Mason Dixon 20-20, 2003
From Rally Virgin to Blooded Enthusiast
Having been poking around the IBA website and accounts of the IB Rally and
other IBA heroics for some months, I signed up for this local (to me in
Pennsylvania) 24+hr rally, my first. Don Arthur, the standing MD 20-20
Champion, had kindly offered to lead a group of newbies on an SS1K ride.
Don offered me a place among his flock in response to my request, but, in the
end, I decided to ride my own ride.
The night before the rally, with our odometers calibrated, and a splendid meal
enjoyed, Don treated us to some insight on what it takes to be a champion in
this demanding sport. For over an hour he had us all spellbound. His account
of his Four Corners record was all too modest. His sharing of techniques and
tips to perform in endurance riding were generously offered and keenly
received. It was a terrific seminar.
Already by this first evening, the effort put in by the RallyBubbas and their
able assistants was evident. They had the hotel ticking smoothly, the food was
terrific, the Rally requirements clear and specific. The only wrinkle in the
evening involved a laptop and Bill Gates. It was momentary, but I believe Mr
Gates' ears were burning at the time!
After a fitful night's sleep, the pre-Rally Saturday morning briefing came all too
soon. At 9:00 AM we were off. I rode with a few others on my route for the first
couple of boni. I guess that is inevitable. After the third boni, I was on my own,
and would remain alone for many hours. My route took me from York, PA, into
the Maryland Panhandle and West Virginia, and then back into PA, to the
crash point of flight 93, where the civilian heroes of that day brought that
plane to ground. After all the rushing at the earlier boni, there would be no
rushing here. I spent an emotional 20 minutes here, and was grateful for this
rally to have brought me to this spot. This was one of many rewarding boni.
I then headed west beyond Pittsburgh to a rest bonus at the home of George
and Jen Fetsko in the wilds of Pennsylvania. I met with a generous welcome
from George and his family, and enjoyed a break in very pleasant company
From there I traveled with our Rally's tasseled-Harley riding Adrian-the-
Canadian, who was a fine rider and true gent. We rode to the next bonus
together, in West Virginia, to count the windows in a Buddhist temple at New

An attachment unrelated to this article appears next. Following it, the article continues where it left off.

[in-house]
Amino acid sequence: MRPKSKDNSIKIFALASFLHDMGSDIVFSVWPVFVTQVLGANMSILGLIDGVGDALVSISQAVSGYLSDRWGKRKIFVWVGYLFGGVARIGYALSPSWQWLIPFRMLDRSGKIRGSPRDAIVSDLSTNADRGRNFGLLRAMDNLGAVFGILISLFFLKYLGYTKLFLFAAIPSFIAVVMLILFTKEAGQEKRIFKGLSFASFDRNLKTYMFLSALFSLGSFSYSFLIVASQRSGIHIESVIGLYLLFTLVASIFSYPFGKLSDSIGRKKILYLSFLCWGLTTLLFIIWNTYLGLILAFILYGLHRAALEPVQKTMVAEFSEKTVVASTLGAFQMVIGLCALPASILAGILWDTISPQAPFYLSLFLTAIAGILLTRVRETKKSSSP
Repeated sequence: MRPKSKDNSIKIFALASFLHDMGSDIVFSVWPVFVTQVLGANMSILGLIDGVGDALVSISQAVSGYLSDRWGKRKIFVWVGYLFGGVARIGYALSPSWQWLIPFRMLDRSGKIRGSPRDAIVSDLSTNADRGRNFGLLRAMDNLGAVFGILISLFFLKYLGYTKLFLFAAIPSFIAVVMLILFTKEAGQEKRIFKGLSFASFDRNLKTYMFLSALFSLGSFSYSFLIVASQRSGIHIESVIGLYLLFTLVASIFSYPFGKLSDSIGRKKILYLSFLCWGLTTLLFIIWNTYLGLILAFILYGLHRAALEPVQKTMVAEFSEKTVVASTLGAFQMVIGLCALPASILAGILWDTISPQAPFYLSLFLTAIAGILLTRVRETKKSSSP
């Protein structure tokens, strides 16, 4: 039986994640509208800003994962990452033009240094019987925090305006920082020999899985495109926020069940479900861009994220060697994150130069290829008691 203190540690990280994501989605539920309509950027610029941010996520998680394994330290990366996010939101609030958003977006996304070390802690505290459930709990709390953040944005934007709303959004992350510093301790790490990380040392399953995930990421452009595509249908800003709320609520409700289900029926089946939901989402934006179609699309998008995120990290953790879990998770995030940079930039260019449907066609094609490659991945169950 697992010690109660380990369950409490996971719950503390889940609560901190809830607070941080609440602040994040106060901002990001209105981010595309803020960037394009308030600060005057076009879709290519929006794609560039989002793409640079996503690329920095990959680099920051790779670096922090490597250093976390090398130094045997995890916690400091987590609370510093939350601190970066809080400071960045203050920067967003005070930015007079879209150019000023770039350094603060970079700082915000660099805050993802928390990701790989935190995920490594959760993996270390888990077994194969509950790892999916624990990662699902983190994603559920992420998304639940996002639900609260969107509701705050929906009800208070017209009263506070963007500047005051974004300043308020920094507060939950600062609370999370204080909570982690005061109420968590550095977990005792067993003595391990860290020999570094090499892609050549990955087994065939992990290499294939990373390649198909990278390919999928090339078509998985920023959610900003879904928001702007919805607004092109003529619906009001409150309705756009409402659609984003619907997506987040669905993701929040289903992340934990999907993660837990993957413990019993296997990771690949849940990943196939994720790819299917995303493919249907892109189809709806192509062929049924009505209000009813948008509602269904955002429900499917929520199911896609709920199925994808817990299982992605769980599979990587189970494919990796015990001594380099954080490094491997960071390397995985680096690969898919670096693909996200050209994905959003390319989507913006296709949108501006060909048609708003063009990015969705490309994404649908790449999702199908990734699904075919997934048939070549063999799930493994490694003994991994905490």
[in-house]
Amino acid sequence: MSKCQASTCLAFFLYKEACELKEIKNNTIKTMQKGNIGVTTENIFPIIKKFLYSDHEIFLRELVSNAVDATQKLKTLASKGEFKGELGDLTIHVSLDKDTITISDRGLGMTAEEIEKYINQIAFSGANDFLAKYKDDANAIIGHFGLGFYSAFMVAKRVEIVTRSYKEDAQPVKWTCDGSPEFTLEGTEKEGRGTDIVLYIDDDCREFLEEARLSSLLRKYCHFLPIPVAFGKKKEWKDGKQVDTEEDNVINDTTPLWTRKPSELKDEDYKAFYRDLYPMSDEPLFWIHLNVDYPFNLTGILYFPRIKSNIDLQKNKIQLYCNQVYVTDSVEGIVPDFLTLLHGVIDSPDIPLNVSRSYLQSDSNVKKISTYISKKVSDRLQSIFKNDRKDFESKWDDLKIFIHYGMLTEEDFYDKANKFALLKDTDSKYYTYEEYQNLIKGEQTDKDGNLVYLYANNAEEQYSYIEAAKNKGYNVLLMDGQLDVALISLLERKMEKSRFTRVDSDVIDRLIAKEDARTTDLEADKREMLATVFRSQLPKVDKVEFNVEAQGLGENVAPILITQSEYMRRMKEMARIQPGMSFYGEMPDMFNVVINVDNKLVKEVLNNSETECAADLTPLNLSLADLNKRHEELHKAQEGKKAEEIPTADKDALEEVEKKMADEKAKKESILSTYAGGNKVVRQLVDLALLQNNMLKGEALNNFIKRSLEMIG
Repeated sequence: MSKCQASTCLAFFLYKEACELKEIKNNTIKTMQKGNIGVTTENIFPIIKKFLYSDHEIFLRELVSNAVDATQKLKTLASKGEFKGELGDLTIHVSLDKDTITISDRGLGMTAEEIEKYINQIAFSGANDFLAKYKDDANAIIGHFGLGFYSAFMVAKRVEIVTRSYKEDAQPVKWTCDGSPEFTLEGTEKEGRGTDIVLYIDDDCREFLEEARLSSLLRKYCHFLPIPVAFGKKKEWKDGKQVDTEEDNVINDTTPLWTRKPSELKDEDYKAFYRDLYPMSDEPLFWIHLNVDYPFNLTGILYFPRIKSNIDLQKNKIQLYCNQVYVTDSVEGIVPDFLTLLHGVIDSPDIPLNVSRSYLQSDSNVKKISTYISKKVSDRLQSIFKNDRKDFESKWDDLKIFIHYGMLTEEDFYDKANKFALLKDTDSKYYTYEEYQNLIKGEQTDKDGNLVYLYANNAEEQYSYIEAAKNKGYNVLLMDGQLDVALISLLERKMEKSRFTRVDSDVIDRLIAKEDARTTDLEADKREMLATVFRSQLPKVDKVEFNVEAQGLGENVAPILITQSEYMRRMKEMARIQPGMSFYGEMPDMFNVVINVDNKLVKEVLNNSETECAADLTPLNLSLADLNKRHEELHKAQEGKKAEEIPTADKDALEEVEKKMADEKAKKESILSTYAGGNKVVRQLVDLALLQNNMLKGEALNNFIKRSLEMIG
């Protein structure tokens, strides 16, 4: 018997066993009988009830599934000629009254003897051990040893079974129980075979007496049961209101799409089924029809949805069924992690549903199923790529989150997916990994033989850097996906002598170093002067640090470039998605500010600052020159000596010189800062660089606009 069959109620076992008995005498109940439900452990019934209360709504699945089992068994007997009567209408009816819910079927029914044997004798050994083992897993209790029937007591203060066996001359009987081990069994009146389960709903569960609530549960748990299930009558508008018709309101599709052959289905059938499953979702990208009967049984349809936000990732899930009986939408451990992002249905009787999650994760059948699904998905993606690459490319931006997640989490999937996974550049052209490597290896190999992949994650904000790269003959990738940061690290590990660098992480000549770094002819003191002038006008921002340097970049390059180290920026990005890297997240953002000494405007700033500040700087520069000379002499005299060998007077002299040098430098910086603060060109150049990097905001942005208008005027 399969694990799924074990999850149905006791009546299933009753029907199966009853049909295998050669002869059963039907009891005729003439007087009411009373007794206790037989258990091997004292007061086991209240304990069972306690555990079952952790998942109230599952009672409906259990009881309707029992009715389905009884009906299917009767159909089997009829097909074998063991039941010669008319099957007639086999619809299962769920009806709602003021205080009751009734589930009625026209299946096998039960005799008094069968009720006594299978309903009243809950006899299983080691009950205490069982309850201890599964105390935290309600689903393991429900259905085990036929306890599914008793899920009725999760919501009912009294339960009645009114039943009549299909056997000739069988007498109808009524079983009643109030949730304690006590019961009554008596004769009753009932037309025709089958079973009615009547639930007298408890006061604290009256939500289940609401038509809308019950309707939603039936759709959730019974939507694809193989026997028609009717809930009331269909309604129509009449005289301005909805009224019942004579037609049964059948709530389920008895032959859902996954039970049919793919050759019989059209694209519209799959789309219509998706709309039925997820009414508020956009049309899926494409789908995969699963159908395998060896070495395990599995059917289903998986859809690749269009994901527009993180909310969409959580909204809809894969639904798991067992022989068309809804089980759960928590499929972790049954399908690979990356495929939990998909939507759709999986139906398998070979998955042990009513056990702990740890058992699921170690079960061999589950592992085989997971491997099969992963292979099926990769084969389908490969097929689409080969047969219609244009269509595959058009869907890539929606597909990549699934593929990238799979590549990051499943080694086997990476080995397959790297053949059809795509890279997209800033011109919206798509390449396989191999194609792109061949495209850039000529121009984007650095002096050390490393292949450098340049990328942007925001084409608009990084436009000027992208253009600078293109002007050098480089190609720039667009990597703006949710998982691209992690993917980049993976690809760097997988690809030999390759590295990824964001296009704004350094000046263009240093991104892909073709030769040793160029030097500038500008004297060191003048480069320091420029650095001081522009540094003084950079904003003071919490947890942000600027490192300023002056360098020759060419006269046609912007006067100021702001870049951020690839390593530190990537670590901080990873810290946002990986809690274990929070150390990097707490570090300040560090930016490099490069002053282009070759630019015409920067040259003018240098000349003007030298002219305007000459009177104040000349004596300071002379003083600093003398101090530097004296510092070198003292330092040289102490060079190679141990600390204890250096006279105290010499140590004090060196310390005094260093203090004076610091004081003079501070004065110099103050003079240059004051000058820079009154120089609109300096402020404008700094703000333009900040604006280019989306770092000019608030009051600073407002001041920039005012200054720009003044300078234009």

Vrindaban. Adrian and I were traveling similar routes in opposite directions,
and this was our crossing over point. We parted for points north and east from
there, around 10:30 PM.
From there, for me, was Erie. I was frustrated that the bonus information was
no loner available. The motorcycles on display had been moved, probably
because 40-odd riders in the 48+ event had been ogling them during the day.
I spent my rest bonus in Erie. Finding nowhere safe to stop, and being tired, I
took an ugly motel room nearby. I wasted time in Erie, aside from my rest
bonus, and hope this is something I can learn from.
With some on-the-fly-routing decisions and revisions, I restarted at 4:00 AM
and picked my way south-east across Pennsylvania, picking up points without
going too far off my route. Conservatism on my part at this stage cost me a
much stronger finish. With my final bonus at Fort Indiantown Gap National
Cemetery, I headed back to York, and arrived a half-hour early.
I feel encouraged by my 7th place finish among 33 starters and 31 finishers,
and look forward to my next Rally, when I'll see if I have learned anything.
One lesson for me was to slow down (in all respects) when I know I am close
to a bonus. A few times I went flying past very obvious boni in my rush to get
there, wasting very valuable minutes backtracking.
The MD 20-20 was all I could have hoped for from my first Rally. Much of my
idle thoughts since then have been about how I can be more competitive in
future Rallies, and further modifications to my bike for Rally purposes: Jaz fuel
cell, upgraded GPS, and auxiliary HID driving lights among them. I have in my
email already, UPC tracking codes for the impending delivery of the latter two
items, and the Rally was only last week!
My thanks go to the Rally Bubbas and volunteers. The coaching and
organization were spot on. The rallyists I met were fine company, and I look
forward to riding with any and all, anytime. Its rewarding to note that, thanks to
the RallyBubbas, while we were having so much fun riding, we were also
able to help, in a small way, a few children who are unfortunately seriously ill.
Valley Forge, PA